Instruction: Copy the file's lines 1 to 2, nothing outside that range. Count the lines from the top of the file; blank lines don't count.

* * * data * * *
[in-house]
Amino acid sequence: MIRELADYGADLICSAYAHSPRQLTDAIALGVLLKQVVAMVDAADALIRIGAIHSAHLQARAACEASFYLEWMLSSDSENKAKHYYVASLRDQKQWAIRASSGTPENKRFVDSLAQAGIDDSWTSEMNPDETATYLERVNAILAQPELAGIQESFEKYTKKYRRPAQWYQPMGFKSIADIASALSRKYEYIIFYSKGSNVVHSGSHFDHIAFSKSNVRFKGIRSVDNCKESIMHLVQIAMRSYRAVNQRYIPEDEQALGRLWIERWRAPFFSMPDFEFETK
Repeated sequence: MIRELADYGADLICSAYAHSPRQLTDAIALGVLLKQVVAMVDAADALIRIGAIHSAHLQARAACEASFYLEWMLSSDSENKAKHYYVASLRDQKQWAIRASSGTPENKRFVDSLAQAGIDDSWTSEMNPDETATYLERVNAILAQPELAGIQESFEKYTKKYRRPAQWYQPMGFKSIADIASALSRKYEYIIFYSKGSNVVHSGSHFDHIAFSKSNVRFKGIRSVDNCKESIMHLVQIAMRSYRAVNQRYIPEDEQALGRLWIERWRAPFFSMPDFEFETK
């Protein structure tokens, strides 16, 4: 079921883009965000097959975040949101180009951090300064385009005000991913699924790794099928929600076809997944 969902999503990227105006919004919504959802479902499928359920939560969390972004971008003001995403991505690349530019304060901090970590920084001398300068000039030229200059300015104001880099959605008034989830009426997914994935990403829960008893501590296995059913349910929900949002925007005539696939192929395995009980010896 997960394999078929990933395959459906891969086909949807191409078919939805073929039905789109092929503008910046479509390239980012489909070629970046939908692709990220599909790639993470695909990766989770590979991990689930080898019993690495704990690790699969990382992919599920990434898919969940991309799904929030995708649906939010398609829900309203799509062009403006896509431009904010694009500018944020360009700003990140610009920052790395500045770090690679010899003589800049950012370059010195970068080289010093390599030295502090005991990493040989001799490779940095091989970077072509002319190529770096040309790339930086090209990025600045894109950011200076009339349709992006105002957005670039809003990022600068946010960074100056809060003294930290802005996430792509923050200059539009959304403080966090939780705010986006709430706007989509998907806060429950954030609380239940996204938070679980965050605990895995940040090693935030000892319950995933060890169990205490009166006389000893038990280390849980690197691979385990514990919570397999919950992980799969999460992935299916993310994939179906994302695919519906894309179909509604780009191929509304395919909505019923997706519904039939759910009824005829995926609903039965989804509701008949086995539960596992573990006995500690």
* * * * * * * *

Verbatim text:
[in-house]
Amino acid sequence: MIRELADYGADLICSAYAHSPRQLTDAIALGVLLKQVVAMVDAADALIRIGAIHSAHLQARAACEASFYLEWMLSSDSENKAKHYYVASLRDQKQWAIRASSGTPENKRFVDSLAQAGIDDSWTSEMNPDETATYLERVNAILAQPELAGIQESFEKYTKKYRRPAQWYQPMGFKSIADIASALSRKYEYIIFYSKGSNVVHSGSHFDHIAFSKSNVRFKGIRSVDNCKESIMHLVQIAMRSYRAVNQRYIPEDEQALGRLWIERWRAPFFSMPDFEFETK